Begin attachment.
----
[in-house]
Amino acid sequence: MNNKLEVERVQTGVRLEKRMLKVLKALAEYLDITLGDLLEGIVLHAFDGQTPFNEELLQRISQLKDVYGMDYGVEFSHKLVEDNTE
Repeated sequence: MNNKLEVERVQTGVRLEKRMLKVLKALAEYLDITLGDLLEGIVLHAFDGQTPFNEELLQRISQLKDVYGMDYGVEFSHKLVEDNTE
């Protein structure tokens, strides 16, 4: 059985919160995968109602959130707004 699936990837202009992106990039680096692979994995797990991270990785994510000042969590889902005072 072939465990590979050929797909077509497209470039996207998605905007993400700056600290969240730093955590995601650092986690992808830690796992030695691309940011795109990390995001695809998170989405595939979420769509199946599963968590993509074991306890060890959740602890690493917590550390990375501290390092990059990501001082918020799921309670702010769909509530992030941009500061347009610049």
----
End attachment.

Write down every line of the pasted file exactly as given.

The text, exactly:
[in-house]
Amino acid sequence: MNNKLEVERVQTGVRLEKRMLKVLKALAEYLDITLGDLLEGIVLHAFDGQTPFNEELLQRISQLKDVYGMDYGVEFSHKLVEDNTE
Repeated sequence: MNNKLEVERVQTGVRLEKRMLKVLKALAEYLDITLGDLLEGIVLHAFDGQTPFNEELLQRISQLKDVYGMDYGVEFSHKLVEDNTE
């Protein structure tokens, strides 16, 4: 059985919160995968109602959130707004 699936990837202009992106990039680096692979994995797990991270990785994510000042969590889902005072 072939465990590979050929797909077509497209470039996207998605905007993400700056600290969240730093955590995601650092986690992808830690796992030695691309940011795109990390995001695809998170989405595939979420769509199946599963968590993509074991306890060890959740602890690493917590550390990375501290390092990059990501001082918020799921309670702010769909509530992030941009500061347009610049």